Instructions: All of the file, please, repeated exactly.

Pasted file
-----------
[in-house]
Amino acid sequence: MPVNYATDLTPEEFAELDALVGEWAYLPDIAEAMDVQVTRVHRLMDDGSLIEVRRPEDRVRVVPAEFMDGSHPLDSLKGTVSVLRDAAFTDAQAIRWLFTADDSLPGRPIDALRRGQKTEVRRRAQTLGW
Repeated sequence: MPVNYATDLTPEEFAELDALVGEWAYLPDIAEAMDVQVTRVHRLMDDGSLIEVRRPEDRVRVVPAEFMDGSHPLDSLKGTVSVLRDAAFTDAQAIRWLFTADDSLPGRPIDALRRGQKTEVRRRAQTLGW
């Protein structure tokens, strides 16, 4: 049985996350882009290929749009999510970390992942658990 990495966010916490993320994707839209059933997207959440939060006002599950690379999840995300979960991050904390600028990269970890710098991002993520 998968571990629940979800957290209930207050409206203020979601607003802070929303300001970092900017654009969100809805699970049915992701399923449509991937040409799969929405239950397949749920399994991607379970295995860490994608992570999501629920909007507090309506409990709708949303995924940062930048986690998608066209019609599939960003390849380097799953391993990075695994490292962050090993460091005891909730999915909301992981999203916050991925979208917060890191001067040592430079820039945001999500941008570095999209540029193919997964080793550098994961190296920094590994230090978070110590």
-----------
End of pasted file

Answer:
[in-house]
Amino acid sequence: MPVNYATDLTPEEFAELDALVGEWAYLPDIAEAMDVQVTRVHRLMDDGSLIEVRRPEDRVRVVPAEFMDGSHPLDSLKGTVSVLRDAAFTDAQAIRWLFTADDSLPGRPIDALRRGQKTEVRRRAQTLGW
Repeated sequence: MPVNYATDLTPEEFAELDALVGEWAYLPDIAEAMDVQVTRVHRLMDDGSLIEVRRPEDRVRVVPAEFMDGSHPLDSLKGTVSVLRDAAFTDAQAIRWLFTADDSLPGRPIDALRRGQKTEVRRRAQTLGW
């Protein structure tokens, strides 16, 4: 049985996350882009290929749009999510970390992942658990 990495966010916490993320994707839209059933997207959440939060006002599950690379999840995300979960991050904390600028990269970890710098991002993520 998968571990629940979800957290209930207050409206203020979601607003802070929303300001970092900017654009969100809805699970049915992701399923449509991937040409799969929405239950397949749920399994991607379970295995860490994608992570999501629920909007507090309506409990709708949303995924940062930048986690998608066209019609599939960003390849380097799953391993990075695994490292962050090993460091005891909730999915909301992981999203916050991925979208917060890191001067040592430079820039945001999500941008570095999209540029193919997964080793550098994961190296920094590994230090978070110590």